Happy Friday Sweeties and Welcome to my Blog Tour Stop for Maggie’s Ruse by Anne Leigh Parrish hosted by TLC Book Tours. I have an excerpt to share with you so let’s get started and scroll down now.
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Published: October 1, 2019
Publisher: Unsolicited Press
Genre(s): Women’s Fiction, Contemporary
Format: Paperback 272 pages
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Maggie and Marta Dugan, twenty-seven-year-old identical twins, live the good life in New York City on their stepfather’s money. Each has a glamorous calling. Maggie paints; Marta appears onstage. Success, though, eludes them. Marta’s roles are few and far between. Maggie’s endorsements are infrequent at best. When gallery after gallery passes on her work, she begins to doubt her talent. Home alone one afternoon, fueled by frustration, she is seized by a sudden, wild impulse to masquerade as Marta when a friend of hers drops by. The ruse is quickly discovered when Marta returns from another shopping spree, a rift between the sisters ensues, and they go their separate ways. But living apart proves harder than either thought at first. Each carries the other firmly within her, making any true independence nearly impossible. As the weeks pass, the weight of absence sometimes becomes difficult to bear. Both find a surprising degree of success in their respective efforts, due perhaps to their newfound freedom, yet the bond between them remains firm. Can they come back together, and under what circumstances would a reunion be viable? Has the time come for an open discussion of their issues with each other? Unable to fully answer these questions, each knows only that she needs the other to feel whole.
Maggie told Kyle what she’d done. He commended her, then told her she had the heart of a slut. She said he was channeling her mother.
“When did your mother ever call you that?” Kyle asked. He was lying on the couch. He’d had the good grace to remove his shoes first. He wore pink and white argyle socks.
“Never,” she said. “It’s just her whole attitude.”
“So, basically, she’s a bitch.”
He sat up and leaned forward, his elbows on his knees. He looked grim.
“Ever notice how parents can destroy you worse than anything?” he asked.
He’d never really talked to her about it before, but after he came out, his father refused to speak to him. He was sixteen at the time. His older brother had encouraged him, saying the truth was better than silence. Yet silence is just what he got, and wasn’t that a joke? It didn’t end there, of course. Everything he owned was gathered up, packed neatly, and left on the front porch. His key no longer fit the lock.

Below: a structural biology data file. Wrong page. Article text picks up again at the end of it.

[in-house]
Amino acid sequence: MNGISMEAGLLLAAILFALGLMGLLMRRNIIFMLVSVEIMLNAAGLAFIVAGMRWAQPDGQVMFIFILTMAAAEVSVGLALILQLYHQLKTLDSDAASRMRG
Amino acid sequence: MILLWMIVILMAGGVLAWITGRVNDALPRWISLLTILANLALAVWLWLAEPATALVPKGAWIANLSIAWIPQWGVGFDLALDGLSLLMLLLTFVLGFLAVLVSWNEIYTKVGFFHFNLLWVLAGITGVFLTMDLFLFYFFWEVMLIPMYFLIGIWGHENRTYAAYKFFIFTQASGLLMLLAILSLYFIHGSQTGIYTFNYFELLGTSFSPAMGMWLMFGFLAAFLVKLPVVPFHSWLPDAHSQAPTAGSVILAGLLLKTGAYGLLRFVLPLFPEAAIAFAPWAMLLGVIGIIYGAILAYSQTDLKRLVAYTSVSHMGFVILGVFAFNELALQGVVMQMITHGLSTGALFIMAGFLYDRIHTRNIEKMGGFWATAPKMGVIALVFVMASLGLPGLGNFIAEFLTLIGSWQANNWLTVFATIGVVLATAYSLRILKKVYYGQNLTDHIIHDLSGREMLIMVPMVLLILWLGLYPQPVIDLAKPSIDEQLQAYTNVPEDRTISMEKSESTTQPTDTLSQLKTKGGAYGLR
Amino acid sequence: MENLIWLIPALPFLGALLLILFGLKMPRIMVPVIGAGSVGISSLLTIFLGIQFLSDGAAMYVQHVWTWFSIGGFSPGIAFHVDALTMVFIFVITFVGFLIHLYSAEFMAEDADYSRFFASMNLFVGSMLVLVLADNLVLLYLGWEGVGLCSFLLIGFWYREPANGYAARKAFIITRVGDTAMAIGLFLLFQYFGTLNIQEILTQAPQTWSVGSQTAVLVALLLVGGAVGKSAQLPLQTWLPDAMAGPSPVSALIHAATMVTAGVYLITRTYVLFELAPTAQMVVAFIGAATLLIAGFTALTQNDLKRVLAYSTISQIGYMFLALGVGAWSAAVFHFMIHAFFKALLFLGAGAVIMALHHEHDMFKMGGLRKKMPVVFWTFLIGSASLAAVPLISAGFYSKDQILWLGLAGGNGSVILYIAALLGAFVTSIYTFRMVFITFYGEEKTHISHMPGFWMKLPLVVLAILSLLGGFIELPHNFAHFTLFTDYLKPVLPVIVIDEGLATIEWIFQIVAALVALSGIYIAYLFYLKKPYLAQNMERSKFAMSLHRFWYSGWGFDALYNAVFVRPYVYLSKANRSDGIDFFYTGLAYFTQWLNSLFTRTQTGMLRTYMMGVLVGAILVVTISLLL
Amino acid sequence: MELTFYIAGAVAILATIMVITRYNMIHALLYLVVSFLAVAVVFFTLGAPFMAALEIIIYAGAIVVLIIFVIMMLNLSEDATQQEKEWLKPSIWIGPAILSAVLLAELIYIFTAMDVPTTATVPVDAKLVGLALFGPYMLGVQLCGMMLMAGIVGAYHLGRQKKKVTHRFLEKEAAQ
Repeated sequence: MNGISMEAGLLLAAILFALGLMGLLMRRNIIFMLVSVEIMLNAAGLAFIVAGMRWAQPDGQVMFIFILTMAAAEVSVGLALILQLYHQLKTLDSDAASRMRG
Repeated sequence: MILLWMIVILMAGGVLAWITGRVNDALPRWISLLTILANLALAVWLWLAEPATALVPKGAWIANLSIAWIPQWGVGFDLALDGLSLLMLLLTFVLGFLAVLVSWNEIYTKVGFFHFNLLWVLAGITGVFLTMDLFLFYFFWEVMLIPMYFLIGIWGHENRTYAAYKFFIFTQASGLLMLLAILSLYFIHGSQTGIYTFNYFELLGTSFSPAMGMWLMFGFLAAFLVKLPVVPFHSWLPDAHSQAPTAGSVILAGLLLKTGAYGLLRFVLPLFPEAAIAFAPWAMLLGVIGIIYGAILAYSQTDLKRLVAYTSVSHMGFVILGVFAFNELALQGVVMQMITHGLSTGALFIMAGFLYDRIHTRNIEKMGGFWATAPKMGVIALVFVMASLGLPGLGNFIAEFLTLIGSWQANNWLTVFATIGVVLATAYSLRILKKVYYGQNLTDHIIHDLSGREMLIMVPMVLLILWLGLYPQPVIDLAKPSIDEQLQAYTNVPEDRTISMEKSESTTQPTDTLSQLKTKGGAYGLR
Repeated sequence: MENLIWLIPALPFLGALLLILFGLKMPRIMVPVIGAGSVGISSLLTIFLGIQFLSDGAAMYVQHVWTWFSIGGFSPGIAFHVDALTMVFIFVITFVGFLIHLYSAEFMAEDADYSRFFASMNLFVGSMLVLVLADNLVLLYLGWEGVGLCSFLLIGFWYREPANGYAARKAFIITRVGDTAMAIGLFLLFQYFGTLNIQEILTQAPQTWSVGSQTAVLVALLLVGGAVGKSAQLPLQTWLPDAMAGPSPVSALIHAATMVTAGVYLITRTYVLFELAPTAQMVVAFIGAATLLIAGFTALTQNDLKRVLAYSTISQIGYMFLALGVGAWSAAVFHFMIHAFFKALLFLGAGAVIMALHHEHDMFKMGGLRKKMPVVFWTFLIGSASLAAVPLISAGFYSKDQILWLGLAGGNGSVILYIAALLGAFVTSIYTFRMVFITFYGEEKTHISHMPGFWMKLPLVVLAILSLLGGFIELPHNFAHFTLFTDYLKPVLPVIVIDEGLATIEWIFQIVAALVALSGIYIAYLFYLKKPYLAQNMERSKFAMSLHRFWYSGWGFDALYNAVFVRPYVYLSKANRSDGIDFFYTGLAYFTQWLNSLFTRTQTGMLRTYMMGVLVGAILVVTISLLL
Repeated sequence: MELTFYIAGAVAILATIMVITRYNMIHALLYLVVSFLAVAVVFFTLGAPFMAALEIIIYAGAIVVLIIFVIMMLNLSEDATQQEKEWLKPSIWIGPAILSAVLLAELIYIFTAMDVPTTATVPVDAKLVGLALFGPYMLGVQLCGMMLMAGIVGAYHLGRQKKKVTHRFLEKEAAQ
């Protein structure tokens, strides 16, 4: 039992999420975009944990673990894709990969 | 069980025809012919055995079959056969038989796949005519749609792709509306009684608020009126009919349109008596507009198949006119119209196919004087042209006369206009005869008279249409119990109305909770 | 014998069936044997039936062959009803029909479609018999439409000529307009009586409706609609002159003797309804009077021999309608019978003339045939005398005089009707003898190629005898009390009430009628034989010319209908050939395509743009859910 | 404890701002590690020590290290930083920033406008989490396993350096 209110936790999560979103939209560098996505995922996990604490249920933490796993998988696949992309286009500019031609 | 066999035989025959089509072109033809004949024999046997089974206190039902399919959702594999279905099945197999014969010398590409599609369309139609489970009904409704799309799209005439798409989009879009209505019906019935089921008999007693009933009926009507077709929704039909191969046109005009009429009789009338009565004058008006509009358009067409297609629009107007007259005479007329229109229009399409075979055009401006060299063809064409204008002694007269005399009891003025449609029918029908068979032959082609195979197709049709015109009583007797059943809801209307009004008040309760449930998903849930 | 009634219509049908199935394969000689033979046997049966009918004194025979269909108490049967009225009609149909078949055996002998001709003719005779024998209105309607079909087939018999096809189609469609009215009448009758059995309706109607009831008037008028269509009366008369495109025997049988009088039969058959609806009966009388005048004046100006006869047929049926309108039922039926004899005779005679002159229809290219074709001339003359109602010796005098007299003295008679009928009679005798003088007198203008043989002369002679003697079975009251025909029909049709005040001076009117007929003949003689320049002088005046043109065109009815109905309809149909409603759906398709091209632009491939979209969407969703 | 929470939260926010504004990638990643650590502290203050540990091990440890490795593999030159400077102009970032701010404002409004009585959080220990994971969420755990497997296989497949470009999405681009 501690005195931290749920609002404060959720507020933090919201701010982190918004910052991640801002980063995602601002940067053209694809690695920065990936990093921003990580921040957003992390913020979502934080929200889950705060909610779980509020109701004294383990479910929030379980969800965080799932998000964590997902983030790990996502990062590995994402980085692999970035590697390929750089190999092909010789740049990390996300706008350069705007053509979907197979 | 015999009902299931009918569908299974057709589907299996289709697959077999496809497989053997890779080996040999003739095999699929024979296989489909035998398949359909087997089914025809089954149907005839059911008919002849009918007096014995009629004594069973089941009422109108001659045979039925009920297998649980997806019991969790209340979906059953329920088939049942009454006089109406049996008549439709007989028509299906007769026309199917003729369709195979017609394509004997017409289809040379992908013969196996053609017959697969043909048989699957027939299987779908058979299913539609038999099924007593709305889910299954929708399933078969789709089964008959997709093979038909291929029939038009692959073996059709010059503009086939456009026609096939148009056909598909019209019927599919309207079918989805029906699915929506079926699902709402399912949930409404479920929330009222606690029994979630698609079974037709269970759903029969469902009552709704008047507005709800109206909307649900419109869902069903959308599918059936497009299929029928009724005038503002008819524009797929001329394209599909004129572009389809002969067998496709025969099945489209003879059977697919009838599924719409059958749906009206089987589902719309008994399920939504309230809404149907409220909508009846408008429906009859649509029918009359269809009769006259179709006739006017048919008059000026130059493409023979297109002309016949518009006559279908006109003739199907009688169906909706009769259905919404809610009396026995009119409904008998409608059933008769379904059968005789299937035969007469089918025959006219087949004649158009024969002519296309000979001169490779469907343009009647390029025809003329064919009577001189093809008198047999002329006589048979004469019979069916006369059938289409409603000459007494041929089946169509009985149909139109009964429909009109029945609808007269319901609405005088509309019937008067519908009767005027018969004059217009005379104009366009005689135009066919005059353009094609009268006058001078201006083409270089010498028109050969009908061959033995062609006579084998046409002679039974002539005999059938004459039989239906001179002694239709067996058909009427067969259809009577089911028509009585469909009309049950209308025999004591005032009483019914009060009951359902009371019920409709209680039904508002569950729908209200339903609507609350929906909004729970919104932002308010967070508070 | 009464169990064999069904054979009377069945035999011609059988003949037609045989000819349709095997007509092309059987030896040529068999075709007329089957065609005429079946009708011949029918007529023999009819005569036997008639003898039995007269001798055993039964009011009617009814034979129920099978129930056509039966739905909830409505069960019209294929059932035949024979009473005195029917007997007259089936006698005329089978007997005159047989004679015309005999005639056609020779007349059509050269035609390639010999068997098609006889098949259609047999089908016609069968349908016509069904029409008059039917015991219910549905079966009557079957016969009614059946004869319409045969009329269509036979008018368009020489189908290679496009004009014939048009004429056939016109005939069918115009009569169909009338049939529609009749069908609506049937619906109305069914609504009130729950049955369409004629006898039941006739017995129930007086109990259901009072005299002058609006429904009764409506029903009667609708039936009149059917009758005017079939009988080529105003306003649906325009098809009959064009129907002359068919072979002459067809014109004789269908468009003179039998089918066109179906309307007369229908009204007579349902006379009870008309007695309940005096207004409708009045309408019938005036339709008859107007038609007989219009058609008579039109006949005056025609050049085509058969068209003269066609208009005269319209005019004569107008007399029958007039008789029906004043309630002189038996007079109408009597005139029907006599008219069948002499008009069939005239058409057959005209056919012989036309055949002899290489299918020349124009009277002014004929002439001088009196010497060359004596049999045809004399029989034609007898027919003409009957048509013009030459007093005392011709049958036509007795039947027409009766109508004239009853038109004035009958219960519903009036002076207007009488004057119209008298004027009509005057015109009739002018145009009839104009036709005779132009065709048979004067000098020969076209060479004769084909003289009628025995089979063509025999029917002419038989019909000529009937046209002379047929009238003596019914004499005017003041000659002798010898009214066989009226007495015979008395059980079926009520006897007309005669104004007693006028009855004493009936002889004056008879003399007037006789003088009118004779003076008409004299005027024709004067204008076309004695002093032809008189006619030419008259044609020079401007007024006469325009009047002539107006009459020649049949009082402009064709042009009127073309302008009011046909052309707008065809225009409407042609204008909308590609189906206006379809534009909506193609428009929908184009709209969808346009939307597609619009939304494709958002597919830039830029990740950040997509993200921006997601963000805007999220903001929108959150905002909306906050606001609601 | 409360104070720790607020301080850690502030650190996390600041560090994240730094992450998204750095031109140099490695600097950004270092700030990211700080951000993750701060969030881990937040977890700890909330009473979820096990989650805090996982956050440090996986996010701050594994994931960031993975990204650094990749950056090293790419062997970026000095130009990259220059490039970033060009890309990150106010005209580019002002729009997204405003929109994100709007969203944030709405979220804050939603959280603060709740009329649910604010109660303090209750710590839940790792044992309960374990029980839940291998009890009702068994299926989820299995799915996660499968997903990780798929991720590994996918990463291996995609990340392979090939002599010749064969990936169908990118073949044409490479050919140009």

“Jesus. And where the hell was your mother during all this?” Maggie asked.
“She went along with the whole thing. She never crossed that man once in her whole life.”
“But she’s in touch. She called you just the other day.”
“That was the first time in almost a year. She wanted to let me know that my father isn’t doing very well. Some heart problem.” Kyle stared at the floor and shook his head. “How can a man with no heart have a heart problem?”
Maggie said in time his father might conveniently croak. Kyle’s blue eyes turned even more raw, and she saw that despite what had happened, he still loved him very much.
In the street below voices rose in strife—a furious stream of Spanish in a male register, returned by a volley in a female’s higher octave. Maggie went to the window. Her apartment was on the second floor, and her view was clear. The woman stood on the sidewalk, the man in the street. There was a child clutching the woman’s pant leg, staring up at her with empty eyes. In his free hand was a stuffed elephant. The man and woman went on yelling, and the boy shifted his gaze from the woman’s face to the sidewalk. He let go of her, dropped his toy, and kicked it a few feet one way, then back the other. Maggie figured he was about four. He was wearing green coveralls, much like ones that her younger brother, Foster, had had at that age. Foster was the youngest in the family. At the time, Maggie would only have been five, so she wasn’t sure her memory was correct. What was clear—brutal and unavoidable—was that they’d watched their parents fight the way the couple below were fighting now. Their old living room came into focus, a messy place the five children colonized; her parents facing each other; Foster in the middle with something in his hand. Then Foster ran to the tiny bedroom he shared with their older brother, Timothy, who would have been seven, maybe eight. Her parents didn’t notice his absence. They were intent only on each other. Maggie left, too, to find Foster on his bed, pulling loose threads from the bedspread, picking at it mechanically. Their mother bought that bedspread, she bought everything for everyone because their father did little but drink. As Maggie got closer, she saw that Foster’s face was wet with tears.